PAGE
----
Toys tied to movies existed long before Star Wars, but George Lucas’ 1977 space opera changed movie merchandising forever. Lucas always wanted toys to accompany the movie, but response from manufacturers was tepid, because investing design resources and factory output in a movie that may or may not be popular was a risky move. Even Kenner, who signed up to make action figures and other toys, vastly underestimated what a hit Star Wars would be.
Star Wars released in May 1977 to rapturous approval, becoming an overnight sensation — and kids didn’t just want to see the movie; they wanted toys. Kenner were caught flat-footed at the demand, finding that they wouldn’t even have figures out for the lucrative Christmas period of that year. To do nothing would have meant losing out on millions of dollars.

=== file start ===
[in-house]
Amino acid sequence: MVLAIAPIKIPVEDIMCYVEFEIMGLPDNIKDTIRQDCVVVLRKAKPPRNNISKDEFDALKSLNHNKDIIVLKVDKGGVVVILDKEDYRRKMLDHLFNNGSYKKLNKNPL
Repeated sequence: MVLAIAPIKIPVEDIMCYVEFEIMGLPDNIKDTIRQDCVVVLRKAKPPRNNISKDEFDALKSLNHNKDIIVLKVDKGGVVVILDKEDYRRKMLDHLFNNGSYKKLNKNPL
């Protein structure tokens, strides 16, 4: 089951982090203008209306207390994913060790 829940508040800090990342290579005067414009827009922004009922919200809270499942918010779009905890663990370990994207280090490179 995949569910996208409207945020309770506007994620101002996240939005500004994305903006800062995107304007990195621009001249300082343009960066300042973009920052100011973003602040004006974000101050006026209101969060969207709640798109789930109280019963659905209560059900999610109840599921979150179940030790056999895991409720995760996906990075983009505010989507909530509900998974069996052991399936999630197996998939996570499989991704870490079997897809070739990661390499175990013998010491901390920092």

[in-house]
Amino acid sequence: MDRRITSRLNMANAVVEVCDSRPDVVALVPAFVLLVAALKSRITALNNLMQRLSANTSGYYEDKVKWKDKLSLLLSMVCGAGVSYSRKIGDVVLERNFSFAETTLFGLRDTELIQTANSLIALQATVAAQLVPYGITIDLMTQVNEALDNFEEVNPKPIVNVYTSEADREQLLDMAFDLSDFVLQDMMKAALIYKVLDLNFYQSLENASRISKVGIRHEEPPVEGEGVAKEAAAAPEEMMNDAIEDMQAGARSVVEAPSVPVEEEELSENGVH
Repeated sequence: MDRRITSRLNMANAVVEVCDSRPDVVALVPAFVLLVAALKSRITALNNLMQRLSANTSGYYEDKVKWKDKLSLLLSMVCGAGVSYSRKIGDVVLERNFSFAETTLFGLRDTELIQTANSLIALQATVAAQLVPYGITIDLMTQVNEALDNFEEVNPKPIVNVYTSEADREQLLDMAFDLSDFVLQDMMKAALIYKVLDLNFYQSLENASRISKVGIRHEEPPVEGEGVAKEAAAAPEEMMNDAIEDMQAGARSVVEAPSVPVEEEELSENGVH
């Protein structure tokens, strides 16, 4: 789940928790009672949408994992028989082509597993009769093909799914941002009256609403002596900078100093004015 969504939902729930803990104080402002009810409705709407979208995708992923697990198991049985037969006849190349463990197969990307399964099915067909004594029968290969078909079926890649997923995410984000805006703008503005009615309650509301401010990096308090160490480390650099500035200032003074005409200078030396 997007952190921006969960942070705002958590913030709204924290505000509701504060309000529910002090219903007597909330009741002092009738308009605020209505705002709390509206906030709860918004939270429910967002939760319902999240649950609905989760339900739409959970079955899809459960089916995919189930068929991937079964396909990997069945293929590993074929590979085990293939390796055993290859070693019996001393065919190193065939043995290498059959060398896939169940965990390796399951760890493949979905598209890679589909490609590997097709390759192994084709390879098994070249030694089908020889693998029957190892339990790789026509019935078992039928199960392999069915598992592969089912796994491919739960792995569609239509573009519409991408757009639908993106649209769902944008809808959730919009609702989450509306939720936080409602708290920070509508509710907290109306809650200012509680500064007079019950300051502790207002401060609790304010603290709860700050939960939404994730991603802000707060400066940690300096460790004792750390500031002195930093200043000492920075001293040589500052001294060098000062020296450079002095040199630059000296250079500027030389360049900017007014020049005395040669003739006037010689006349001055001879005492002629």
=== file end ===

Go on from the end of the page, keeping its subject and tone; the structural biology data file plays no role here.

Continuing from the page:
So they made a decision that was, by all accounts at the time, completely ludicrous: They sold people an empty box. The Early Bird Certificate was a box containing a cardboard display stand featuring the characters from the film, stickers, and a certificate for kids to mail away to Kenner to receive four figures in 1978: Luke Skywalker, R2-D2, Princess Leia and Chewbacca. The box was savaged by the media, and although sales were poor, the move kept Star Wars figures in the public’s mind, ready for their 1978 release.
That was only the first of many controversial and sometimes disastrous moves from the toy industry regarding Star Wars. Read about the ups and down of Star Wars toys over 38 years at io9.